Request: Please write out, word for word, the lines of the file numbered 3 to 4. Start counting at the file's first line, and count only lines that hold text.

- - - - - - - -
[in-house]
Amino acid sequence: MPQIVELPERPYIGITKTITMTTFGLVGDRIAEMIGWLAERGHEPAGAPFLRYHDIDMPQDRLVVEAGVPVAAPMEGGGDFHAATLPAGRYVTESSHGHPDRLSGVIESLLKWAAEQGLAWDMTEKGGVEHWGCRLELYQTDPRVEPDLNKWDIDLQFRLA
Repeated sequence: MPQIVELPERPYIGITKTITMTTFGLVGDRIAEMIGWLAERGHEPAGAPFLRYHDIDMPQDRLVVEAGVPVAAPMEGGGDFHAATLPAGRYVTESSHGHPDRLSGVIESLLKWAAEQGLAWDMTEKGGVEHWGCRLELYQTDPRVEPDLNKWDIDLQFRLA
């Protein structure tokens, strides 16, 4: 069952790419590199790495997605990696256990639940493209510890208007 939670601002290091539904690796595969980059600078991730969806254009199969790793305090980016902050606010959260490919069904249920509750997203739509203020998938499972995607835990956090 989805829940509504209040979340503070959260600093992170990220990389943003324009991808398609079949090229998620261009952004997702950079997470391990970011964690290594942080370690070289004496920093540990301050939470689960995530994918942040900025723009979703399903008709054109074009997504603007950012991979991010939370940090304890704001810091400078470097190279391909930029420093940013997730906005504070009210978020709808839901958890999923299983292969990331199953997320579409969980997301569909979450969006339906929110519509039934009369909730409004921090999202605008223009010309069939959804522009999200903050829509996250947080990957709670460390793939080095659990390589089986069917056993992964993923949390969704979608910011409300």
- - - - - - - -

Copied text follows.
Repeated sequence: MPQIVELPERPYIGITKTITMTTFGLVGDRIAEMIGWLAERGHEPAGAPFLRYHDIDMPQDRLVVEAGVPVAAPMEGGGDFHAATLPAGRYVTESSHGHPDRLSGVIESLLKWAAEQGLAWDMTEKGGVEHWGCRLELYQTDPRVEPDLNKWDIDLQFRLA
């Protein structure tokens, strides 16, 4: 069952790419590199790495997605990696256990639940493209510890208007 939670601002290091539904690796595969980059600078991730969806254009199969790793305090980016902050606010959260490919069904249920509750997203739509203020998938499972995607835990956090 989805829940509504209040979340503070959260600093992170990220990389943003324009991808398609079949090229998620261009952004997702950079997470391990970011964690290594942080370690070289004496920093540990301050939470689960995530994918942040900025723009979703399903008709054109074009997504603007950012991979991010939370940090304890704001810091400078470097190279391909930029420093940013997730906005504070009210978020709808839901958890999923299983292969990331199953997320579409969980997301569909979450969006339906929110519509039934009369909730409004921090999202605008223009010309069939959804522009999200903050829509996250947080990957709670460390793939080095659990390589089986069917056993992964993923949390969704979608910011409300």